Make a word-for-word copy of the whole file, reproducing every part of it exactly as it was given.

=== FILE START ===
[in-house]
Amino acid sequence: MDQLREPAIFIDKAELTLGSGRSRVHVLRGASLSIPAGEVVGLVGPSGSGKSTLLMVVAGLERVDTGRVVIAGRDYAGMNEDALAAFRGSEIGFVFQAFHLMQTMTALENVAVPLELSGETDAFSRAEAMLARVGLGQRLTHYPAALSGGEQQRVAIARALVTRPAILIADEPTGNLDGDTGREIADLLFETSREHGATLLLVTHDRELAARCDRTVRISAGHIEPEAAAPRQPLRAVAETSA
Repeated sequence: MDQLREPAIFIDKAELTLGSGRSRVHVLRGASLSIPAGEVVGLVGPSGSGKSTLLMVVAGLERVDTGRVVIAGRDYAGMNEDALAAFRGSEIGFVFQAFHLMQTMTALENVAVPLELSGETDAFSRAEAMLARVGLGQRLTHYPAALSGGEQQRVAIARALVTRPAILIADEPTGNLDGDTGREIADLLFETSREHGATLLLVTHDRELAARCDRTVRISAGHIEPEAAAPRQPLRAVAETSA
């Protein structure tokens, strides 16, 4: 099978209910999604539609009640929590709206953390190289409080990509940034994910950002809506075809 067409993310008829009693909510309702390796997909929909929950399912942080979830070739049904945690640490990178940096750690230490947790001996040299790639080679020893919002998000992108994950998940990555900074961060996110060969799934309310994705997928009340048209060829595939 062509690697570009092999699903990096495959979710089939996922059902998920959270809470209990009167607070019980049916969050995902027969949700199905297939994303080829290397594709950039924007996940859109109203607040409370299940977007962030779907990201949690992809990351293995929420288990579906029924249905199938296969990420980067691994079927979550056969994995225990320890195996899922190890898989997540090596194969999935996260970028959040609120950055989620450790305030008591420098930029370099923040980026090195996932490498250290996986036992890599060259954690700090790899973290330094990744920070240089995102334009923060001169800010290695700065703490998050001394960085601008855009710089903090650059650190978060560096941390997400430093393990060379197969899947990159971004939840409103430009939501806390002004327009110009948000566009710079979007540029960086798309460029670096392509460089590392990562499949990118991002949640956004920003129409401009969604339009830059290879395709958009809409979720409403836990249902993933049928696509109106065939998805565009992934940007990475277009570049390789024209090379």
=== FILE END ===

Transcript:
[in-house]
Amino acid sequence: MDQLREPAIFIDKAELTLGSGRSRVHVLRGASLSIPAGEVVGLVGPSGSGKSTLLMVVAGLERVDTGRVVIAGRDYAGMNEDALAAFRGSEIGFVFQAFHLMQTMTALENVAVPLELSGETDAFSRAEAMLARVGLGQRLTHYPAALSGGEQQRVAIARALVTRPAILIADEPTGNLDGDTGREIADLLFETSREHGATLLLVTHDRELAARCDRTVRISAGHIEPEAAAPRQPLRAVAETSA
Repeated sequence: MDQLREPAIFIDKAELTLGSGRSRVHVLRGASLSIPAGEVVGLVGPSGSGKSTLLMVVAGLERVDTGRVVIAGRDYAGMNEDALAAFRGSEIGFVFQAFHLMQTMTALENVAVPLELSGETDAFSRAEAMLARVGLGQRLTHYPAALSGGEQQRVAIARALVTRPAILIADEPTGNLDGDTGREIADLLFETSREHGATLLLVTHDRELAARCDRTVRISAGHIEPEAAAPRQPLRAVAETSA
């Protein structure tokens, strides 16, 4: 099978209910999604539609009640929590709206953390190289409080990509940034994910950002809506075809 067409993310008829009693909510309702390796997909929909929950399912942080979830070739049904945690640490990178940096750690230490947790001996040299790639080679020893919002998000992108994950998940990555900074961060996110060969799934309310994705997928009340048209060829595939 062509690697570009092999699903990096495959979710089939996922059902998920959270809470209990009167607070019980049916969050995902027969949700199905297939994303080829290397594709950039924007996940859109109203607040409370299940977007962030779907990201949690992809990351293995929420288990579906029924249905199938296969990420980067691994079927979550056969994995225990320890195996899922190890898989997540090596194969999935996260970028959040609120950055989620450790305030008591420098930029370099923040980026090195996932490498250290996986036992890599060259954690700090790899973290330094990744920070240089995102334009923060001169800010290695700065703490998050001394960085601008855009710089903090650059650190978060560096941390997400430093393990060379197969899947990159971004939840409103430009939501806390002004327009110009948000566009710079979007540029960086798309460029670096392509460089590392990562499949990118991002949640956004920003129409401009969604339009830059290879395709958009809409979720409403836990249902993933049928696509109106065939998805565009992934940007990475277009570049390789024209090379």